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This system has a well define tight circulation with the strongest winds near the center. I am surprisingly impressed. For comparision reasons:

Td 1



Vince

Member Since: July 24, 2005 Posts: 407 Comments: 19076
Quoting Weather456:
Its sad, if the plane did crash near the ITCZ, they have been bad lucky this spring, with 49 dead across twelve states due to flooding from the ITCZ, along with other factors.


Last I had heard, they were stated to be 60 miles off of Cape Verde and had auto transmission data of an electrical problem. There was also conjecture of lighting being the cause and due to the fact the planes now days are made of composite material to save weight, and not aluminum, that indeed could have had a serious impact on the electronics. Ofcourse, there is always the issue of terror attacks. No radio communication from the pilot seems very strange.

Here is a video showing how lightning passes through a traditional aircraft. The composite craft would provide much more resistance and problems with the flow and perhaps impact the cabin pressure also via puncture. Note, these videos are at low altitude and not at 35,000'

Link

Link
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so its a lopsided storm basically.
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Sorry I was just speaking for the general public. I guess if they made it the lead story there must be a lot of people asleep like me. Sorry to upset the enlightened.I'll go back to watching the experts sorry for the redundant info.
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Final comment: They are looking for any satellites that were in the position that they believe the plane went down in, to see if they can recover any data as to what happened. I would not be surprised to see the US get involved, as we had American citizens on board, and I know that there are navy ships within the area that can lend a hand, even the Coast Guard as well..
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Quoting Levi32:


That should settle any debates on whether it has TS-force winds. That's a very nice tight well-defined circulation and secondary wind core there.


Ok, and if you compare this to the previous pass, you see that this one has purple bars indicating >40 knots which is roughly 46 mph.
But then you notice that on the West side there is yellow which is indicative of 20-25 knots which is roughly 23 to 29 mph.
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maybe that explains whey there was no mayday call made, stsimon. they must have all passed out. they keep saying something had to have happened quickly to keep the pilots from a mayday call.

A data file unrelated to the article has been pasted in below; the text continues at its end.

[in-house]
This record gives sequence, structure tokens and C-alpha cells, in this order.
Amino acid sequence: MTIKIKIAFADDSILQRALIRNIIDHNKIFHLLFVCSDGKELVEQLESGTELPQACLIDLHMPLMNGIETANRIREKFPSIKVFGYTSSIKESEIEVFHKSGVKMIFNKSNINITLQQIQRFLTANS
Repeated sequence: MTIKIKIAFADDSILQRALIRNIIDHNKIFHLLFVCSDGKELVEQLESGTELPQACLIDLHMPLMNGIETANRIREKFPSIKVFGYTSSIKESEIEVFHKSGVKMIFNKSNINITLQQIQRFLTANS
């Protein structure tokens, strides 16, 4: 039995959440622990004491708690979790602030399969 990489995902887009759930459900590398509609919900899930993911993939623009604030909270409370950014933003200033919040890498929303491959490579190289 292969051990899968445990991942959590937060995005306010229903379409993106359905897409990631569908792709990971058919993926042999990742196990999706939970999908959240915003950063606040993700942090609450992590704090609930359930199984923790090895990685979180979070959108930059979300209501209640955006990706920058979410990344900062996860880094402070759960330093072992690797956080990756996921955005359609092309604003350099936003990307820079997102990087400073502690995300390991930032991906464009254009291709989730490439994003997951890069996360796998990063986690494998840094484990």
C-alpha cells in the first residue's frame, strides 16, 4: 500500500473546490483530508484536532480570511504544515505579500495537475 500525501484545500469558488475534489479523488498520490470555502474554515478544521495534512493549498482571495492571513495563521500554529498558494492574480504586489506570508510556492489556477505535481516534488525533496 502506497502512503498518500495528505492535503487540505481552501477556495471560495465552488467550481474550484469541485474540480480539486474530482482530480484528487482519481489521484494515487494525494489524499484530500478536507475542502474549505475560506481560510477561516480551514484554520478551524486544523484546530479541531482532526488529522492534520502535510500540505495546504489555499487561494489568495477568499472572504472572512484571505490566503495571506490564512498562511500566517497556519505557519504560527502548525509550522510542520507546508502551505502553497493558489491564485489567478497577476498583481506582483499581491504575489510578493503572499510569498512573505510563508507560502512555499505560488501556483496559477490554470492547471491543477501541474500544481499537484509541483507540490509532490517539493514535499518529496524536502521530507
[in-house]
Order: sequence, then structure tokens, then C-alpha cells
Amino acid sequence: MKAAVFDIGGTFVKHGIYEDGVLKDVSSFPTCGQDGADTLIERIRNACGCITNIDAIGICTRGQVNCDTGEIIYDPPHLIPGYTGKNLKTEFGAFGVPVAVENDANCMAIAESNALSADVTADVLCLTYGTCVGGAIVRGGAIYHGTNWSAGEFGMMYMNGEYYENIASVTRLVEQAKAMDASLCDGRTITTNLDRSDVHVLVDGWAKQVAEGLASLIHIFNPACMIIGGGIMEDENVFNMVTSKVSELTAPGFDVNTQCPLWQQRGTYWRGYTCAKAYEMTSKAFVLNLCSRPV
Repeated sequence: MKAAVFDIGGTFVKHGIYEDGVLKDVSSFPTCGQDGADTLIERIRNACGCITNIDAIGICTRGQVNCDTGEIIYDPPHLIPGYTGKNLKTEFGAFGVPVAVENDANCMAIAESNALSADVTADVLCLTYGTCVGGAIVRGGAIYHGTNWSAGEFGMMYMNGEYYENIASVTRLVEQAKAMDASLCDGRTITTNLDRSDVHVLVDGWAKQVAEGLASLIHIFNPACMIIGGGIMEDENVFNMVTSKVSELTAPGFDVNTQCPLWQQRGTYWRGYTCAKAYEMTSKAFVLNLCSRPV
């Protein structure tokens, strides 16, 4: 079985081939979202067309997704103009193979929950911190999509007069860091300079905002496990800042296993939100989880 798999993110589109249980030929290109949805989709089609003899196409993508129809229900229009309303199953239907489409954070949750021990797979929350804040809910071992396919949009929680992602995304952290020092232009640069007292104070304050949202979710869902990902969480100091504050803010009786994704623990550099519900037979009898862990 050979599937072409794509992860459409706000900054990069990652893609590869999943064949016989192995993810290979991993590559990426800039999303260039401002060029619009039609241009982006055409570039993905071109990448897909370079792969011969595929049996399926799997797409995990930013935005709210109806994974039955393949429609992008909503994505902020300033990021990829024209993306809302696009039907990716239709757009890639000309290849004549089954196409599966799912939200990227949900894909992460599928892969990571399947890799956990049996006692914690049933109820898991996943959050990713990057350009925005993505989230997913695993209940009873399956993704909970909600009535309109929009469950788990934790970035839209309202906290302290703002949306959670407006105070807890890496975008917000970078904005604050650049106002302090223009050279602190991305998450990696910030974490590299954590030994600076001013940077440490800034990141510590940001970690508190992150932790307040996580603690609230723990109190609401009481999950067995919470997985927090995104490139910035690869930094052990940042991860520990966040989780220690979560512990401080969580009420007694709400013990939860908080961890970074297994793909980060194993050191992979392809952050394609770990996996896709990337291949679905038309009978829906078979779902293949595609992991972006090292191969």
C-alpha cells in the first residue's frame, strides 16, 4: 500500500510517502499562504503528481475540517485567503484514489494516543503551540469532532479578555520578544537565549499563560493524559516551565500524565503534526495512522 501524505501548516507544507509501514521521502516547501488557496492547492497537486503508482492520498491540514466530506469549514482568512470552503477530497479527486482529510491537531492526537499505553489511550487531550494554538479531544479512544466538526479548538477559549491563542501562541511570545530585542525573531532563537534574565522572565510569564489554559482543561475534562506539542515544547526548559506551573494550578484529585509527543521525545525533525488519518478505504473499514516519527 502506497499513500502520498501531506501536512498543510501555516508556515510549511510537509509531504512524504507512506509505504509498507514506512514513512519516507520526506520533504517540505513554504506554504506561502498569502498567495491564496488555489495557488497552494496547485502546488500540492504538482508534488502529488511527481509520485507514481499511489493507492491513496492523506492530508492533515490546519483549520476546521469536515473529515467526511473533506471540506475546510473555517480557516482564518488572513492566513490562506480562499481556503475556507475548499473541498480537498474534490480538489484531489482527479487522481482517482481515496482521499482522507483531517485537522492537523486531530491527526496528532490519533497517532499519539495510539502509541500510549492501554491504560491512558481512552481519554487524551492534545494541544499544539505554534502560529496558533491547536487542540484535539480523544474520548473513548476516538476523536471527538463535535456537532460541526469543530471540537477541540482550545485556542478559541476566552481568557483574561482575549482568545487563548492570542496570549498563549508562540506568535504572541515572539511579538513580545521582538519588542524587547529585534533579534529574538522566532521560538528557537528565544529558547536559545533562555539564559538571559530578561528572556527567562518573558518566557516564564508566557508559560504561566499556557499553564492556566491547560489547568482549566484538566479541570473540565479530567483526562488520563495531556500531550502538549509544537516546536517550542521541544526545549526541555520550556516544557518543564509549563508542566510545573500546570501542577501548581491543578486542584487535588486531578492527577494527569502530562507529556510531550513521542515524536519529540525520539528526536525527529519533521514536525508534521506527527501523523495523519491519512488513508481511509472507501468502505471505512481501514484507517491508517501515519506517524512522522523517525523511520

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Quoting StSimonsIslandGAGuy:
If the Air France flight lost cabin pressure anywhere near its 35,000 foot cruising altitude, everyone would pass out very quickly, and in a few minutes, some would be dead. I suppose there is still a chance, but I strongly suspect they are all dead.


Unfortunately we may never get to recover the remains because of the 15,000 ft seafloor. Also the plane would have been crushed at that depth.
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read my post Gordy
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electrical events in the sky and fly-by-wire are a tough set of circumstances. Still and all, flying is a very safe mode of transportation. Its a wonder there are not a lot more of this type of loss. Peace to the missing.
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Gordy, if you had read what Master's and other forecasters said in the past. You would have seen the predictions of a below average CV season and a greater chance for storms to develop closer to home. Its become the norm for hurricane season for a system to form closer to home.
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Quoting Weather456:
New QuikSCAT



Are those 50knot wind vectors? That would definitely warrant an upgrade.
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No but the fact that they are saying it maybe a major shift away from the Cape Verde traditional threat to a new more quick developing threat is interesting I know this is a dirty word but are they trying to bring in GW sorry for the capitals.
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Quoting Weather456:
New QuikSCAT



That should settle any debates on whether it has TS-force winds. That's a very nice tight well-defined circulation and secondary wind core there.
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New QuikSCAT

Member Since: July 24, 2005 Posts: 407 Comments: 19076
Quoting gordydunnot:
So, none of you guys or gals want to comment on the main story on the home page for yahoo. Maybe we need the doctor to make that call.


It has been said numerous times this year that storms would develop close to the US. Nothing new.
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456, The latest thinking is that the plane was hit by lightning and thus went down. There are recordings of pressure alarms present, so its to suffice that the plane at some point or another lost altitude and cabin pressure.
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So, none of you guys or gals want to comment on the main story on the home page for yahoo. Maybe we need the doctor to make that call.
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Its sad, if the plane did crash near the ITCZ, they have been bad lucky this spring, with 49 dead across twelve states due to flooding from the ITCZ, along with other factors.
Member Since: July 24, 2005 Posts: 407 Comments: 19076
hurricane hollow 3 hr barometer bob show at 8 pm

Link
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Quoting KEEPEROFTHEGATE:
no broke apart on impact sunk soon after ward what got out got sucked down with the sinking pieces what was left if shock did not get em exposure did